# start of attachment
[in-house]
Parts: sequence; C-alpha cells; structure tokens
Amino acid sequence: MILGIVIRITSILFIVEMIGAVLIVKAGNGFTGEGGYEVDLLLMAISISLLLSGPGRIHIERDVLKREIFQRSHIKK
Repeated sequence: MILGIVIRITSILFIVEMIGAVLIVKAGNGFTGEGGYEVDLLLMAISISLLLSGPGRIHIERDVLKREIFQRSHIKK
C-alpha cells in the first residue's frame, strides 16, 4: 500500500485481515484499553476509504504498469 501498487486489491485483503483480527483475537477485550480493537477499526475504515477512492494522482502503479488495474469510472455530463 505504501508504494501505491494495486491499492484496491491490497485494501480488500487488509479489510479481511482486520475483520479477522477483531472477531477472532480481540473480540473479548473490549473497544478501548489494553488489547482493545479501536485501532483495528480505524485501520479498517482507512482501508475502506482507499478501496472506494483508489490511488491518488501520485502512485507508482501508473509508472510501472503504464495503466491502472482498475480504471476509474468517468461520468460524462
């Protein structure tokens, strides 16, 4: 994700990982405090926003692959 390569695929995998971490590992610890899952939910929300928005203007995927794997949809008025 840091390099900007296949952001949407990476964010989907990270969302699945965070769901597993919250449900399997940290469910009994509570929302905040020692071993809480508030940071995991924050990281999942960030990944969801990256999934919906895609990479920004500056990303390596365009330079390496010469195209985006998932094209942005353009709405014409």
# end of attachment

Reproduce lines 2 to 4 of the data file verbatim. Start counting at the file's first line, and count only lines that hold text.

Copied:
Parts: sequence; C-alpha cells; structure tokens
Amino acid sequence: MILGIVIRITSILFIVEMIGAVLIVKAGNGFTGEGGYEVDLLLMAISISLLLSGPGRIHIERDVLKREIFQRSHIKK
Repeated sequence: MILGIVIRITSILFIVEMIGAVLIVKAGNGFTGEGGYEVDLLLMAISISLLLSGPGRIHIERDVLKREIFQRSHIKK